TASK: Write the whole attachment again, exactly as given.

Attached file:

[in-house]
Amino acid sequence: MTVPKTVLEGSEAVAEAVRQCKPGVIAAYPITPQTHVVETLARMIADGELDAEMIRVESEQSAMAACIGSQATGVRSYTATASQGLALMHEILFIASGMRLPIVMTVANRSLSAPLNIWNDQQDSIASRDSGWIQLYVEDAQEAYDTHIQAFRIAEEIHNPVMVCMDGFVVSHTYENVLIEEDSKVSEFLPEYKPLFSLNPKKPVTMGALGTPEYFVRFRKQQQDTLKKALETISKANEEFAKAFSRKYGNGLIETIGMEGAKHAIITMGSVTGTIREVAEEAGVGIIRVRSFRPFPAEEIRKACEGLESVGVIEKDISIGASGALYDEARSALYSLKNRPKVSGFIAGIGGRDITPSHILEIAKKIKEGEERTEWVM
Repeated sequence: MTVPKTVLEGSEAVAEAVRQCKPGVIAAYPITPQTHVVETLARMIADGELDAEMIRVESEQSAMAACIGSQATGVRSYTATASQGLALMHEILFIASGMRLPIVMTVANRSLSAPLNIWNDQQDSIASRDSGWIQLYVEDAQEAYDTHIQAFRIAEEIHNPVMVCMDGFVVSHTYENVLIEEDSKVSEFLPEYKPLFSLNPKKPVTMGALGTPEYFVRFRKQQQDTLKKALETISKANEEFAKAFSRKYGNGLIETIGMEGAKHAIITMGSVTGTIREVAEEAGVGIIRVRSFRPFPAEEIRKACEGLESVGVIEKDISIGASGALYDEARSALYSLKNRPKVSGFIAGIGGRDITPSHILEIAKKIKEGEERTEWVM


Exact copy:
[in-house]
Amino acid sequence: MTVPKTVLEGSEAVAEAVRQCKPGVIAAYPITPQTHVVETLARMIADGELDAEMIRVESEQSAMAACIGSQATGVRSYTATASQGLALMHEILFIASGMRLPIVMTVANRSLSAPLNIWNDQQDSIASRDSGWIQLYVEDAQEAYDTHIQAFRIAEEIHNPVMVCMDGFVVSHTYENVLIEEDSKVSEFLPEYKPLFSLNPKKPVTMGALGTPEYFVRFRKQQQDTLKKALETISKANEEFAKAFSRKYGNGLIETIGMEGAKHAIITMGSVTGTIREVAEEAGVGIIRVRSFRPFPAEEIRKACEGLESVGVIEKDISIGASGALYDEARSALYSLKNRPKVSGFIAGIGGRDITPSHILEIAKKIKEGEERTEWVM
Repeated sequence: MTVPKTVLEGSEAVAEAVRQCKPGVIAAYPITPQTHVVETLARMIADGELDAEMIRVESEQSAMAACIGSQATGVRSYTATASQGLALMHEILFIASGMRLPIVMTVANRSLSAPLNIWNDQQDSIASRDSGWIQLYVEDAQEAYDTHIQAFRIAEEIHNPVMVCMDGFVVSHTYENVLIEEDSKVSEFLPEYKPLFSLNPKKPVTMGALGTPEYFVRFRKQQQDTLKKALETISKANEEFAKAFSRKYGNGLIETIGMEGAKHAIITMGSVTGTIREVAEEAGVGIIRVRSFRPFPAEEIRKACEGLESVGVIEKDISIGASGALYDEARSALYSLKNRPKVSGFIAGIGGRDITPSHILEIAKKIKEGEERTEWVM